Ireland has one of the highest levels of drug-related deaths in Europe, with over 100 deaths per 1m inhabitants aged 15-64, a new report has shown.
These figures compares with a Europe-wide average of between 46 and 48, according to the United Nations Office on Drugs and Crime’s World Drug Report.
Heroin is the main opiate used in Europe, and Ireland recorded an increase in the prevalence of opiate use in 2010, to 0.72%, according to the report.
Ireland, along with Denmark, Italy, Spain and the UK remain countries with rates higher than the West and Central European average for cocaine usage.
The report says that seizures of cocaine peaked in Ireland in 2007, and have declined ‘significantly’ since then.
In Europe, the UK, the Russian Federation, Ukraine, Spain and Germany account for 80% of all drug-related deaths, with around one in 10 taking place in the UK, the figures showed.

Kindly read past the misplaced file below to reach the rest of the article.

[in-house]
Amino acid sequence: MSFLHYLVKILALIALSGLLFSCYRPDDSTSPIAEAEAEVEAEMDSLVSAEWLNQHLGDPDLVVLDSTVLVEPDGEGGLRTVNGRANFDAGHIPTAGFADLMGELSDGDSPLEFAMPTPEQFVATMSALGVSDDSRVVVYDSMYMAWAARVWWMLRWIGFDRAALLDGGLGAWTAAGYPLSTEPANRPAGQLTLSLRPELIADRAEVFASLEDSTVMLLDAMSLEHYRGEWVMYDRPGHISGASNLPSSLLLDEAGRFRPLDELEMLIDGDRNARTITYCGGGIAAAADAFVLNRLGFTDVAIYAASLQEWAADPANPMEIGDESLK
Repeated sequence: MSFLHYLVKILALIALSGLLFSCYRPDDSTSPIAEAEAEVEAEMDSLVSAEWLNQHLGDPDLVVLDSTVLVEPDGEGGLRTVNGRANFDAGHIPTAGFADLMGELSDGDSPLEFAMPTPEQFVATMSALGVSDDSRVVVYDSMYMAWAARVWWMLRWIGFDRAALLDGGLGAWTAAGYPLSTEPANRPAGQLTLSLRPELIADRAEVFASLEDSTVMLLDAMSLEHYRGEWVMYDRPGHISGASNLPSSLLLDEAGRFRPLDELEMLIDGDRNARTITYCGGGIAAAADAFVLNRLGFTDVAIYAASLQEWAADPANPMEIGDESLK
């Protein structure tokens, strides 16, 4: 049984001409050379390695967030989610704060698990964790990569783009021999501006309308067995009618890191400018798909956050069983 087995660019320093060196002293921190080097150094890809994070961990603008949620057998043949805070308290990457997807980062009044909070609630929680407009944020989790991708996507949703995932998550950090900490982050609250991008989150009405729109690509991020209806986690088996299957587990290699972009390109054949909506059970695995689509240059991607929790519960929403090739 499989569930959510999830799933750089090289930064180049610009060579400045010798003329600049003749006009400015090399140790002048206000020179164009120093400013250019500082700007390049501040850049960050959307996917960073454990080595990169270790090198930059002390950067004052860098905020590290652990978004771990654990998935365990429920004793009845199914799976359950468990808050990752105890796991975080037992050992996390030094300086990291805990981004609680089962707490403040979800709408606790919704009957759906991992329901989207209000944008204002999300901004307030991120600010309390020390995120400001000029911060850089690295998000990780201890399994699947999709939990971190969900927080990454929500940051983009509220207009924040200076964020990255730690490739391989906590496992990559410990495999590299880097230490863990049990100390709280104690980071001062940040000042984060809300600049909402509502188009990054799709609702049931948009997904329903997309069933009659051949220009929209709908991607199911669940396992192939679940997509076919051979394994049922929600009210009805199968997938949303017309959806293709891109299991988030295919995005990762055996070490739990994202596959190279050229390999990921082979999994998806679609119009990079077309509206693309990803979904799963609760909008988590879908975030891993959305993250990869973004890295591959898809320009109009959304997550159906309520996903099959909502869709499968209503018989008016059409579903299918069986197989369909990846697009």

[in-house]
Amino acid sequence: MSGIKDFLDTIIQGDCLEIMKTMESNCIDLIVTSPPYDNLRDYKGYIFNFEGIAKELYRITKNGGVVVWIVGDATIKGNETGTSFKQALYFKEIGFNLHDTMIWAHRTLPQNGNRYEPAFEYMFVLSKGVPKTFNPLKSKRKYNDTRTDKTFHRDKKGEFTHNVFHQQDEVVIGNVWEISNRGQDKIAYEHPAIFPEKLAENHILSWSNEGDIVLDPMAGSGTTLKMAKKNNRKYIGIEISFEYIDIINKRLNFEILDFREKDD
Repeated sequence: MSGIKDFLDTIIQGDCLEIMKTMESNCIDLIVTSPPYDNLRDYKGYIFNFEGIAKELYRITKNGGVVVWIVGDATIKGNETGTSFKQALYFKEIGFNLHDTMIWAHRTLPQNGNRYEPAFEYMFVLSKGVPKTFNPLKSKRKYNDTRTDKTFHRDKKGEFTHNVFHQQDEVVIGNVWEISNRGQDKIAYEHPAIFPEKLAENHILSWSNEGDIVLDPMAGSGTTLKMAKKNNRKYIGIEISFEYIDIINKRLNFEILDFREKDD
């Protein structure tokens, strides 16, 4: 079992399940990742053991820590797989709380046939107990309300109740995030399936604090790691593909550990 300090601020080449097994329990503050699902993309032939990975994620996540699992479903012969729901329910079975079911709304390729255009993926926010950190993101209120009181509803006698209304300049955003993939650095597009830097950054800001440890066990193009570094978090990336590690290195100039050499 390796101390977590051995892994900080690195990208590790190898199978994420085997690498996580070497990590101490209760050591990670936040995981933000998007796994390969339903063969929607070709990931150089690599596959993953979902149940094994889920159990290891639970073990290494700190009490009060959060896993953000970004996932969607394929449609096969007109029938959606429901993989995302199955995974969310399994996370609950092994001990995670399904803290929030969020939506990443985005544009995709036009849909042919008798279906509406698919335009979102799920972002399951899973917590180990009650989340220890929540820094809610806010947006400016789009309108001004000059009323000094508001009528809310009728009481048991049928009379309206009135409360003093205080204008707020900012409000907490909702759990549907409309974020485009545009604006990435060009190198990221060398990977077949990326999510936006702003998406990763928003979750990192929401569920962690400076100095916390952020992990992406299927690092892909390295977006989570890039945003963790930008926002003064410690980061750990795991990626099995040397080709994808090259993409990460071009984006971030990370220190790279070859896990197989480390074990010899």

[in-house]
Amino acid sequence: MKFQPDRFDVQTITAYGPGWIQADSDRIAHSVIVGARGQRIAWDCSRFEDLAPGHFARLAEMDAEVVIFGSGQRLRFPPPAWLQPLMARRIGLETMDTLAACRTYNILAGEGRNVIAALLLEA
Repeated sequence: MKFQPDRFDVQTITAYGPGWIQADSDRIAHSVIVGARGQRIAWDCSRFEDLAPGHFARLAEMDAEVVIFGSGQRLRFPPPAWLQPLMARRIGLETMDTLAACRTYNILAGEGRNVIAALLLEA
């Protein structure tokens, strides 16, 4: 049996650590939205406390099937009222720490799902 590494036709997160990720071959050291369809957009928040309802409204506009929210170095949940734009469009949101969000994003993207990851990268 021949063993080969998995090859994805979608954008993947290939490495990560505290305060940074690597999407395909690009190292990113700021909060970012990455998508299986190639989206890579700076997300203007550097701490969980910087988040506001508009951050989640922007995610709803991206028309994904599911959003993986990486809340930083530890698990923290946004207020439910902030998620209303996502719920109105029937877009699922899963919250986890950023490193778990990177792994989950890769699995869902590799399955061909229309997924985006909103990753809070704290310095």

The UN report also found that while overall drug use across the world remained stable, ‘demand soared for substances not under international control’ - so-called ‘legal highs’.
‘The generally positive trends for the 'traditional' drugs, however, do not apply to all illicit drug markets,’ the report said.
‘These markets continue to evolve and every year new products, not under control, are manufactured to supply an increasingly diversified demand for psychoactive substances.’
Yury Fedotov, executive director of the UNODC, warned that soaring production, trafficking and consumption of ATS accompanied by a resurgence in opium cultivation and heroin trafficking were a serious concern in south-east Asia.
‘The gains we have witnessed in the traditional drugs market are being offset by a fashion for synthetic 'designer drugs' mimicking illegal substances,’ he said.